Ross Perot, Billionaire and Former Presidential Candidate, Dead at 89

by Joshua Caplan

Texas billionaire and former presidential candidate Henry Ross Perot is dead at the age of 89-years-old following a five-month fight with leukemia.

Perot, whose 19% of the vote in 1992 stands among the best showings by an independent candidate in the past century, died early Tuesday at his home in Dallas surrounded by his devoted family, family spokesman James Fuller said.


“In business and in life, Ross was a man of integrity and action. A true American patriot and a man of rare vision, principle and deep compassion, he touched the lives of countless people through his unwavering support of the military and veterans and through his charitable endeavors,” Fuller said in a statement. Read the rest HERE.

President Trump “The Dictator” is Having a 4th of July Parade

The wild and crazy left-of-left crazies from the so-called news media, Hollywood, and even our own government, who are trying to take over our beloved country and tear it down from its roots are now doubling down on their hatred of our president.

Politicians, pundits, and performers are pouncing on President Trump and calling him dictator. It’s not like they’ve never done so before. But I’ve never seen it with so much volume and hate. All, they say, because we will be showcasing our beloved military, and our might in a parade in Washington, DC. When? On the 4th of July, Independence Day. How dictatorial is that? I thought it was patriotic. Oh well, he’s not the first. And I believe Betsy Ross might be weeping right now.

 

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Was President Eisenhower a dictator?

How about President John F. Kennedy? Was he a dictator?

How about the Persian Gulf War Veterans?

Veterans in Touch – ARMY BIRTHDAY AND FLAG DAY 2019


by Mike Barbour

The United States Army can trace its roots back to 1775. That’s when the Congress of the United States established the First Continental Army on June 14, 1775. This army was created because there was a severe need for professionally trained soldiers to combat the British.

While some form of celebration has been done over the years for the U.S Army’s Birthday, for the most part the recognition of the professionals of this armed force was confined to its officers. However, after the Vietnam War, the status of professional was extended to include all non-commissioned officers, warrant officers and Army civilians as well. This was done through Army General Orders, No. 19, issued on October 31, 1978. This officially recognized the U.S Army Birthday and extended professional status to everyone in the United States Army.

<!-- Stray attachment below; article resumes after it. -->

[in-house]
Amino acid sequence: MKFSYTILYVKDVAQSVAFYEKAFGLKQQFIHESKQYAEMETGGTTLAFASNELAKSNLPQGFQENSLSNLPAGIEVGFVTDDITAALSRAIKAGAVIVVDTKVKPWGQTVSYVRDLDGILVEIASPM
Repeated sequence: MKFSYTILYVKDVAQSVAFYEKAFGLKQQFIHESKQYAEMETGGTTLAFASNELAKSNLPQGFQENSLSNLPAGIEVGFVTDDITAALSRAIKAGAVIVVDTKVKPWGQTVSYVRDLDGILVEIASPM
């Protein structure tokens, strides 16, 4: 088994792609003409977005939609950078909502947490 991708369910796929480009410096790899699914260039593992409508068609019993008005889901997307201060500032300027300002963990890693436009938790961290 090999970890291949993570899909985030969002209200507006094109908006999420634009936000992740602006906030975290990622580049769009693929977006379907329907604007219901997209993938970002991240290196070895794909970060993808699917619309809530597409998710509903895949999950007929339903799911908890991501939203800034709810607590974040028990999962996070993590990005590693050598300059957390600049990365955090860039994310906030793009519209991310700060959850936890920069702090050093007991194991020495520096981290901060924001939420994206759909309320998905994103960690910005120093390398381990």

This year we are celebrating the 244th Birthday of the U.S. Army.

In the United States, Flag Day is celebrated on June 14. It commemorates the adoption of the flag of the United States on June 14, 1777, by resolution of the Second Continental Congress. To celebrate this day I think it is appropriate to review what the folds of the flag mean. Read the rest HERE.

 

D-Day: What Happened on That Day


On June 6, 1944, Allied forces stormed the beaches of Normandy in northern France. Their goal: to liberate Western Europe from Nazi tyranny. From a distance, it might seem that victory was pre-ordained, but no one felt that way at the time. British military historian Peter Caddick-Adams tells the incredible story of what happened on that monumental day. VISIT PragerU.

To view the script, sources, quiz, and study guides.

 

D-Day in Photos: ‘The Free Men of the World Are Marching Together to Victory’

From Breitbart News:

Many more striking photos follow the text below.

US ARMY PHOTO/AFP/Getty Images

by Rebecca Mansour

On Tuesday, June 6, 1944, over 160,000 brave men crossed the choppy waters of the English Channel to land in enemy-occupied France for the long-awaited Allied liberation of “Fortress Europe.”

Codenamed “Operation Overlord,” the Battle of Normandy was the largest amphibious invasion in human history. The mission: to liberate a continent suffering for four years under the murderous dictatorship of a racist totalitarian regime bent on world domination.

On the eve of the battle, Supreme Allied Commander General Dwight D. Eisenhower told the Allied troops in a broadcast message: “You are about to embark upon the Great Crusade toward which we have striven these many months. The eyes of the world are upon you. The hopes and prayers of liberty-loving people everywhere march with you.”